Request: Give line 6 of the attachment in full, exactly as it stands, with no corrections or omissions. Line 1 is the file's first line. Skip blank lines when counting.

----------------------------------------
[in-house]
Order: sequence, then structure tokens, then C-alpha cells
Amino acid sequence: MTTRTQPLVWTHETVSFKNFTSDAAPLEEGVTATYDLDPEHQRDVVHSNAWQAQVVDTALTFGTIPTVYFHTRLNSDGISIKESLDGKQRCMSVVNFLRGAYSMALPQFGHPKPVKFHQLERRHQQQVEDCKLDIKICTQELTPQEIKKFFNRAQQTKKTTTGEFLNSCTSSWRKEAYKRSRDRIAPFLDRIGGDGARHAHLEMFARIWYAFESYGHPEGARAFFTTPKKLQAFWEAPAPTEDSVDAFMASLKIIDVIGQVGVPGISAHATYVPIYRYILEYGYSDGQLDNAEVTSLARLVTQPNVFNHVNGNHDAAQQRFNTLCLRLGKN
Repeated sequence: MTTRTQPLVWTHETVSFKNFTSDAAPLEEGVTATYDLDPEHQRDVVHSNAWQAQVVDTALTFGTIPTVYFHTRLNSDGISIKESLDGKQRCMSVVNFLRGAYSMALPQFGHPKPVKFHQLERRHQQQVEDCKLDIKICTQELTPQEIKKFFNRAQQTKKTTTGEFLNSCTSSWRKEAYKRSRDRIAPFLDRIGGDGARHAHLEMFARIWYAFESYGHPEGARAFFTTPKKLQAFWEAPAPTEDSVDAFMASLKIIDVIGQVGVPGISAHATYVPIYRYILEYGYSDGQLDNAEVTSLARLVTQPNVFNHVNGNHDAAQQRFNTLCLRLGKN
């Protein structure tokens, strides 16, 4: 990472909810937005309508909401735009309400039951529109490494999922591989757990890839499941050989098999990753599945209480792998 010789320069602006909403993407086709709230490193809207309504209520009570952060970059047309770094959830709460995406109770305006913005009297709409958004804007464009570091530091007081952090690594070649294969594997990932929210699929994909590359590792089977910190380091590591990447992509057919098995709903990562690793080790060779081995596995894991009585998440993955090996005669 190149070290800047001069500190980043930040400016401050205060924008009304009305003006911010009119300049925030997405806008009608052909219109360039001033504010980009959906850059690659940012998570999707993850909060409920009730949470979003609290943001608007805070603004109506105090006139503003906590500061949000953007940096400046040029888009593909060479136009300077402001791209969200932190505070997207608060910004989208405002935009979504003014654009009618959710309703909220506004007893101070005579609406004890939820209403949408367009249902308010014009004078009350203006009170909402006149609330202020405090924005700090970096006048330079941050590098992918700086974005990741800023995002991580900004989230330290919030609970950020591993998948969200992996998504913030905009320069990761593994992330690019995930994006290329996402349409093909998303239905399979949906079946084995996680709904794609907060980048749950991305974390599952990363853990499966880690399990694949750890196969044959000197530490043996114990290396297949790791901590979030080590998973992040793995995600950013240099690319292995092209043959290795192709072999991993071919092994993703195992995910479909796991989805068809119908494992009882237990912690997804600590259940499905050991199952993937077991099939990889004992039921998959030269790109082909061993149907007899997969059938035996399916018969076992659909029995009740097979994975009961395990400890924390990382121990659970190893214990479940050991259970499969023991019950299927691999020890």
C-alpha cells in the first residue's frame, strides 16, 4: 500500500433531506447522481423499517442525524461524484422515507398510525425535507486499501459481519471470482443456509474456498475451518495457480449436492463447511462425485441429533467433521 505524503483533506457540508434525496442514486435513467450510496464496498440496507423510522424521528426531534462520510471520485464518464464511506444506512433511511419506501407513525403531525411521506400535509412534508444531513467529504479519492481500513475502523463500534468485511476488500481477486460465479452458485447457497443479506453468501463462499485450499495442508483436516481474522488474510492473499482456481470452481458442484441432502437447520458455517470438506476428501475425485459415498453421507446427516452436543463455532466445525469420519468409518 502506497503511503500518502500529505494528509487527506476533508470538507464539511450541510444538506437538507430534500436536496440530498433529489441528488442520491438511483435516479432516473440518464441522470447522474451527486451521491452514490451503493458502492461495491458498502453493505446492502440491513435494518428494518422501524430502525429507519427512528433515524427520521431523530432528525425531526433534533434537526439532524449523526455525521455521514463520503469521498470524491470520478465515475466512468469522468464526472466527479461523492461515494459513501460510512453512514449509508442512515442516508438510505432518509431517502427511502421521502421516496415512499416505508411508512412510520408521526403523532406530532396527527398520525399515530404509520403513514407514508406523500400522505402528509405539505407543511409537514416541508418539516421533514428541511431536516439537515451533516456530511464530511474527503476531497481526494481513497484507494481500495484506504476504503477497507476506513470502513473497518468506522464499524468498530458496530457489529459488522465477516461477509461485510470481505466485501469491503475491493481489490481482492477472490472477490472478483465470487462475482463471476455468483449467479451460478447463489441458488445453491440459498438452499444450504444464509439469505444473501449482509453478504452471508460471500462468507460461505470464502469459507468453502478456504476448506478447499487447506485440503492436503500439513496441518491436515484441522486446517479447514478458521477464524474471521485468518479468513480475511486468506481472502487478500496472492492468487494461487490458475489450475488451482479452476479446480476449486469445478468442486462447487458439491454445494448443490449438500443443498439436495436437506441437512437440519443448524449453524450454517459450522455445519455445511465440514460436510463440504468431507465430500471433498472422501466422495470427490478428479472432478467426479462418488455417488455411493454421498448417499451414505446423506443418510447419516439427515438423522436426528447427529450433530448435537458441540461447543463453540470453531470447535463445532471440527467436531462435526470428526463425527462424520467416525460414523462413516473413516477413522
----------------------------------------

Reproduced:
C-alpha cells in the first residue's frame, strides 16, 4: 500500500433531506447522481423499517442525524461524484422515507398510525425535507486499501459481519471470482443456509474456498475451518495457480449436492463447511462425485441429533467433521 505524503483533506457540508434525496442514486435513467450510496464496498440496507423510522424521528426531534462520510471520485464518464464511506444506512433511511419506501407513525403531525411521506400535509412534508444531513467529504479519492481500513475502523463500534468485511476488500481477486460465479452458485447457497443479506453468501463462499485450499495442508483436516481474522488474510492473499482456481470452481458442484441432502437447520458455517470438506476428501475425485459415498453421507446427516452436543463455532466445525469420519468409518 502506497503511503500518502500529505494528509487527506476533508470538507464539511450541510444538506437538507430534500436536496440530498433529489441528488442520491438511483435516479432516473440518464441522470447522474451527486451521491452514490451503493458502492461495491458498502453493505446492502440491513435494518428494518422501524430502525429507519427512528433515524427520521431523530432528525425531526433534533434537526439532524449523526455525521455521514463520503469521498470524491470520478465515475466512468469522468464526472466527479461523492461515494459513501460510512453512514449509508442512515442516508438510505432518509431517502427511502421521502421516496415512499416505508411508512412510520408521526403523532406530532396527527398520525399515530404509520403513514407514508406523500400522505402528509405539505407543511409537514416541508418539516421533514428541511431536516439537515451533516456530511464530511474527503476531497481526494481513497484507494481500495484506504476504503477497507476506513470502513473497518468506522464499524468498530458496530457489529459488522465477516461477509461485510470481505466485501469491503475491493481489490481482492477472490472477490472478483465470487462475482463471476455468483449467479451460478447463489441458488445453491440459498438452499444450504444464509439469505444473501449482509453478504452471508460471500462468507460461505470464502469459507468453502478456504476448506478447499487447506485440503492436503500439513496441518491436515484441522486446517479447514478458521477464524474471521485468518479468513480475511486468506481472502487478500496472492492468487494461487490458475489450475488451482479452476479446480476449486469445478468442486462447487458439491454445494448443490449438500443443498439436495436437506441437512437440519443448524449453524450454517459450522455445519455445511465440514460436510463440504468431507465430500471433498472422501466422495470427490478428479472432478467426479462418488455417488455411493454421498448417499451414505446423506443418510447419516439427515438423522436426528447427529450433530448435537458441540461447543463453540470453531470447535463445532471440527467436531462435526470428526463425527462424520467416525460414523462413516473413516477413522